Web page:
“We felt that stress induced DNA damage was the missing ingredient that was required to cause hematopoietic stem cell depletion in these mice,” says Milsom. When Fanconi anemia mice were exposed to stimulation mimicking a prolonged viral infection, they were unable to efficiently repair the resulting DNA damage and their stem cells failed. In the same space of time that normal mice showed a gradual decline in hematopoietic stem cell numbers, the stem cells in Fanconi anemia mice were almost completely depleted, resulting in bone marrow failure and an inadequate production of blood cells to sustain life.

“This perfectly recapitulates what happens to Fanconi anemia patients and now gives us an opportunity to understand how this disease works and how we might better treat it,” commented Milsom.

Prof. Dr. Andreas Trumpp, director of HI-STEM and head of the Division of Stem Cells and Cancer at the DKFZ believes that this work is a big step towards understanding a range of age-related diseases. “The novel link between physiologic stress, mutations in stem cells and aging is very exciting,” says Trumpp, a co-author of the study. “By understanding the mechanism via which stem cells age, we can start to think about strategies to prevent or at least reduce the risk of damaged stem cells which are the cause of aging and the seed of cancer.”

Dagmar Walter, Amelie Lier, Anja Geiselhart, Frederic B. Thalheimer, Sina Huntscha, Mirko C. Sobotta, Bettina Moehrle, David Brocks, Irem Bayindir, Paul Kaschutnig, Katja Muedder, Corinna Klein, Anna Jauch, Timm Schroeder, Hartmut Geiger, Tobias P. Dick, Tim Holland-Letz, Peter Schmezer, Steven W. Lane, Michael A. Rieger, Marieke A. G. Essers, David A. Williams, Andreas Trumpp und Michael D. Milsom: Exit from dormancy provokes DNA damage-induced attrition in haematopoietic stem cells. Nature 2015, DOI: 10.1038/nature14131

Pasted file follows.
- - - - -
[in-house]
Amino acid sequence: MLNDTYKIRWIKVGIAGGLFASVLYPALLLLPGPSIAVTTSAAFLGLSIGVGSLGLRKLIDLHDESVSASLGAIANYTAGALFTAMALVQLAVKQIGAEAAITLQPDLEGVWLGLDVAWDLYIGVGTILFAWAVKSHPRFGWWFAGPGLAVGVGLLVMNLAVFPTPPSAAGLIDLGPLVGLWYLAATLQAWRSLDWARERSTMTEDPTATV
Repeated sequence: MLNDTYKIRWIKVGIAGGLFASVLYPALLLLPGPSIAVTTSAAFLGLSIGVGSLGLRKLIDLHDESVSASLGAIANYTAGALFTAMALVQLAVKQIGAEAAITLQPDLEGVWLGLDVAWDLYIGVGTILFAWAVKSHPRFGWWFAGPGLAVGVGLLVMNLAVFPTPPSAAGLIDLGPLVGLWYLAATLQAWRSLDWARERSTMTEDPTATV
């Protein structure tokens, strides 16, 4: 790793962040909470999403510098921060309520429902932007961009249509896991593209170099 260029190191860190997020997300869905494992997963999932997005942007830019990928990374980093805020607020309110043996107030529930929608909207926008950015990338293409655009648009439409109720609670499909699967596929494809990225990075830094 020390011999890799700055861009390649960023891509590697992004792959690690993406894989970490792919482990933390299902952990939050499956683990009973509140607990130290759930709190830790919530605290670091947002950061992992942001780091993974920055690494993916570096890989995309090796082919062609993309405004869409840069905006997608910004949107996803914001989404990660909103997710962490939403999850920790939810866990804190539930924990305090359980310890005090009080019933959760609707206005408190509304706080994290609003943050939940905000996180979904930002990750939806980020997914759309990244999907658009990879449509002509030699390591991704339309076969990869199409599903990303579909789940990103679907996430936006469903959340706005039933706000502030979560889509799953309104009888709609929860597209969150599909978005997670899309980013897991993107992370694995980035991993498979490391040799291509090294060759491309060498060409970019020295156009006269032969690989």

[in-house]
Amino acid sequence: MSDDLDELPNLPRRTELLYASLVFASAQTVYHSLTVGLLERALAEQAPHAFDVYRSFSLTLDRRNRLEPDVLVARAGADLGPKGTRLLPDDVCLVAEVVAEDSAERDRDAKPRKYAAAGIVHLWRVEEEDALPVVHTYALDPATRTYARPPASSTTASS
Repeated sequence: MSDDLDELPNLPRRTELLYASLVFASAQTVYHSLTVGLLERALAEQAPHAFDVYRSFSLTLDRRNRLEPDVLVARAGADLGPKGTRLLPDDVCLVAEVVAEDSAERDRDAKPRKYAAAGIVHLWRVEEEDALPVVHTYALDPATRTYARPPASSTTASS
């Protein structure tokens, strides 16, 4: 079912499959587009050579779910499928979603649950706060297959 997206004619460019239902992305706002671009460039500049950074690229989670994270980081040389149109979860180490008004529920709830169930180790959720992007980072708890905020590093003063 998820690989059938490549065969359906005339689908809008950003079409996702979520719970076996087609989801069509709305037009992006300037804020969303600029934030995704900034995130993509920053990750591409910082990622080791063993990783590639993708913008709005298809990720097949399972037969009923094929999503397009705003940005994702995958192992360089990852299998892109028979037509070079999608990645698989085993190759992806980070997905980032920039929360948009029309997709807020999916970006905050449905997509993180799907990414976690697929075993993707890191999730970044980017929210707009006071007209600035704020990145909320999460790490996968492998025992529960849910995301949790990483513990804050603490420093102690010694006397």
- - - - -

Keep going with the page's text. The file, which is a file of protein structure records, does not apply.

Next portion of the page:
A picture is available at the Internet:
© Michael Milsom, DKFZ

Caption: After waking up the hematopoietic stem cells, bone marrow of normal mice (left) is packed with blood cells whereas the bone marrow of Fanconi mice is severely depleted, the blood cells have been replaced by fat cells. 

The German Cancer Research Center (Deutsches Krebsforschungszentrum, DKFZ) with its more than 3,000 employees is the largest biomedical research institute in Germany. At DKFZ, more than 1,000 scientists investigate how cancer develops, identify cancer risk factors and endeavor to find new strategies to prevent people from getting cancer. They develop novel approaches to make tumor diagnosis more precise and treatment of cancer patients more successful. The staff of the Cancer Information Service (KID) offers information about the widespread disease of cancer for patients, their families, and the general public. Jointly with Heidelberg University Hospital, DKFZ has established the National Center for Tumor Diseases (NCT) Heidelberg, where promising approaches from cancer research are translated into the clinic. In the German Consortium for Translational Cancer Research (DKTK), one of six German Centers for Health Research, DKFZ maintains translational centers at seven university partnering sites. Combining excellent university hospitals with high-profile research at a Helmholtz Center is an important contribution to improving the chances of cancer patients. DKFZ is a member of the Helmholtz Association of National Research Centers, with ninety percent of its funding coming from the German Federal Ministry of Education and Research and the remaining ten percent from the State of Baden-Württemberg.

Share on:

Health news